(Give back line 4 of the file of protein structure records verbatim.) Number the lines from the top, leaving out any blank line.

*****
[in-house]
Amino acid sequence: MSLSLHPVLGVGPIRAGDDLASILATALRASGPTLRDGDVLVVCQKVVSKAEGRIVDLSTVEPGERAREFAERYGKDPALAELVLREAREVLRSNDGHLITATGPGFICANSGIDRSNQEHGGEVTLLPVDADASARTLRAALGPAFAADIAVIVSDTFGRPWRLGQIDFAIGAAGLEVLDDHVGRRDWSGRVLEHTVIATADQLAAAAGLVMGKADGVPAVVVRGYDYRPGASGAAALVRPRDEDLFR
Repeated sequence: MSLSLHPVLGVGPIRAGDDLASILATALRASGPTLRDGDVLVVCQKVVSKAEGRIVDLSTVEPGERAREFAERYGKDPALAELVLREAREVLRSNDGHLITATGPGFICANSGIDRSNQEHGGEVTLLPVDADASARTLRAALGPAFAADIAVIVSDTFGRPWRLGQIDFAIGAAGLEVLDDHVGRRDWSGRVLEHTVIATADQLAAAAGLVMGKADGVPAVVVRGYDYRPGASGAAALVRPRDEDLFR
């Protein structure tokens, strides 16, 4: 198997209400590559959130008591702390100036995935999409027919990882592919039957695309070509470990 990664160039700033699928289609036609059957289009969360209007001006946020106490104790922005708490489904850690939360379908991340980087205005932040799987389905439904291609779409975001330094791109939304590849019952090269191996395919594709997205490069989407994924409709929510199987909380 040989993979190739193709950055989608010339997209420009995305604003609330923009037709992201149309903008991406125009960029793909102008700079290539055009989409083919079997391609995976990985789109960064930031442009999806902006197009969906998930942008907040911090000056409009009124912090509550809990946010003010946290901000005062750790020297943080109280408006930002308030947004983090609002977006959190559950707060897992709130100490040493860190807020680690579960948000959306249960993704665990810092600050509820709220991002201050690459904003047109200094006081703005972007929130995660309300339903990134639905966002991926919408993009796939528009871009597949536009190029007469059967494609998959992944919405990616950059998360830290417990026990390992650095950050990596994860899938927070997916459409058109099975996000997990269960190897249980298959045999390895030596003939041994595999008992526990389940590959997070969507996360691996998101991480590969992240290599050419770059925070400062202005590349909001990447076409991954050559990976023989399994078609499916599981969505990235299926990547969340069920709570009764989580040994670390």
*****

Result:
């Protein structure tokens, strides 16, 4: 198997209400590559959130008591702390100036995935999409027919990882592919039957695309070509470990 990664160039700033699928289609036609059957289009969360209007001006946020106490104790922005708490489904850690939360379908991340980087205005932040799987389905439904291609779409975001330094791109939304590849019952090269191996395919594709997205490069989407994924409709929510199987909380 040989993979190739193709950055989608010339997209420009995305604003609330923009037709992201149309903008991406125009960029793909102008700079290539055009989409083919079997391609995976990985789109960064930031442009999806902006197009969906998930942008907040911090000056409009009124912090509550809990946010003010946290901000005062750790020297943080109280408006930002308030947004983090609002977006959190559950707060897992709130100490040493860190807020680690579960948000959306249960993704665990810092600050509820709220991002201050690459904003047109200094006081703005972007929130995660309300339903990134639905966002991926919408993009796939528009871009597949536009190029007469059967494609998959992944919405990616950059998360830290417990026990390992650095950050990596994860899938927070997916459409058109099975996000997990269960190897249980298959045999390895030596003939041994595999008992526990389940590959997070969507996360691996998101991480590969992240290599050419770059925070400062202005590349909001990447076409991954050559990976023989399994078609499916599981969505990235299926990547969340069920709570009764989580040994670390």